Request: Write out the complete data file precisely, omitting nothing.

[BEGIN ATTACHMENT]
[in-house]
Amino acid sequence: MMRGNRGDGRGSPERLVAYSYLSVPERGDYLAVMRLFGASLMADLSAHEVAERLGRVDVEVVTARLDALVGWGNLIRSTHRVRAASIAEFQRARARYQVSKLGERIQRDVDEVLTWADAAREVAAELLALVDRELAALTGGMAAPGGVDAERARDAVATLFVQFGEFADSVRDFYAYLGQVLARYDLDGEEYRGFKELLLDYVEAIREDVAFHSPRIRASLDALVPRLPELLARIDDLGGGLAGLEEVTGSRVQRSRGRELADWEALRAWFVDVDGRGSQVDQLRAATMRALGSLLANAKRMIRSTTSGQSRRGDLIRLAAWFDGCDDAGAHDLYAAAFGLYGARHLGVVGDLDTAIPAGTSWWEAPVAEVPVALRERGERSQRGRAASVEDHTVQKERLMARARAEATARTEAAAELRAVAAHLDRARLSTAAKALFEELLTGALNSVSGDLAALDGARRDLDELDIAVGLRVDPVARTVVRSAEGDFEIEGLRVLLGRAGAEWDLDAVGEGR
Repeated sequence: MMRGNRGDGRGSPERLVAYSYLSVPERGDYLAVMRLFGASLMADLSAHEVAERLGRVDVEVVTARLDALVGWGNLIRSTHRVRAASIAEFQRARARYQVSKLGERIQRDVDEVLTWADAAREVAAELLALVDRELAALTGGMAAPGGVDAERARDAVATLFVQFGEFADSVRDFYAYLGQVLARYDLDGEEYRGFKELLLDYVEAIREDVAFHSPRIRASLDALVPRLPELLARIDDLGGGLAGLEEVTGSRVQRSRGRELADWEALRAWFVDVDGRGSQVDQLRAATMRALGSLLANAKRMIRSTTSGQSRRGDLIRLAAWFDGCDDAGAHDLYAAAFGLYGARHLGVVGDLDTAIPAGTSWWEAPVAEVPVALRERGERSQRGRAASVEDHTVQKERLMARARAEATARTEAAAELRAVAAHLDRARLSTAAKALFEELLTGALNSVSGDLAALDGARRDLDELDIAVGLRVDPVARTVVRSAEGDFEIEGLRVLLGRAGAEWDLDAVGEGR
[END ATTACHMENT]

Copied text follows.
[in-house]
Amino acid sequence: MMRGNRGDGRGSPERLVAYSYLSVPERGDYLAVMRLFGASLMADLSAHEVAERLGRVDVEVVTARLDALVGWGNLIRSTHRVRAASIAEFQRARARYQVSKLGERIQRDVDEVLTWADAAREVAAELLALVDRELAALTGGMAAPGGVDAERARDAVATLFVQFGEFADSVRDFYAYLGQVLARYDLDGEEYRGFKELLLDYVEAIREDVAFHSPRIRASLDALVPRLPELLARIDDLGGGLAGLEEVTGSRVQRSRGRELADWEALRAWFVDVDGRGSQVDQLRAATMRALGSLLANAKRMIRSTTSGQSRRGDLIRLAAWFDGCDDAGAHDLYAAAFGLYGARHLGVVGDLDTAIPAGTSWWEAPVAEVPVALRERGERSQRGRAASVEDHTVQKERLMARARAEATARTEAAAELRAVAAHLDRARLSTAAKALFEELLTGALNSVSGDLAALDGARRDLDELDIAVGLRVDPVARTVVRSAEGDFEIEGLRVLLGRAGAEWDLDAVGEGR
Repeated sequence: MMRGNRGDGRGSPERLVAYSYLSVPERGDYLAVMRLFGASLMADLSAHEVAERLGRVDVEVVTARLDALVGWGNLIRSTHRVRAASIAEFQRARARYQVSKLGERIQRDVDEVLTWADAAREVAAELLALVDRELAALTGGMAAPGGVDAERARDAVATLFVQFGEFADSVRDFYAYLGQVLARYDLDGEEYRGFKELLLDYVEAIREDVAFHSPRIRASLDALVPRLPELLARIDDLGGGLAGLEEVTGSRVQRSRGRELADWEALRAWFVDVDGRGSQVDQLRAATMRALGSLLANAKRMIRSTTSGQSRRGDLIRLAAWFDGCDDAGAHDLYAAAFGLYGARHLGVVGDLDTAIPAGTSWWEAPVAEVPVALRERGERSQRGRAASVEDHTVQKERLMARARAEATARTEAAAELRAVAAHLDRARLSTAAKALFEELLTGALNSVSGDLAALDGARRDLDELDIAVGLRVDPVARTVVRSAEGDFEIEGLRVLLGRAGAEWDLDAVGEGR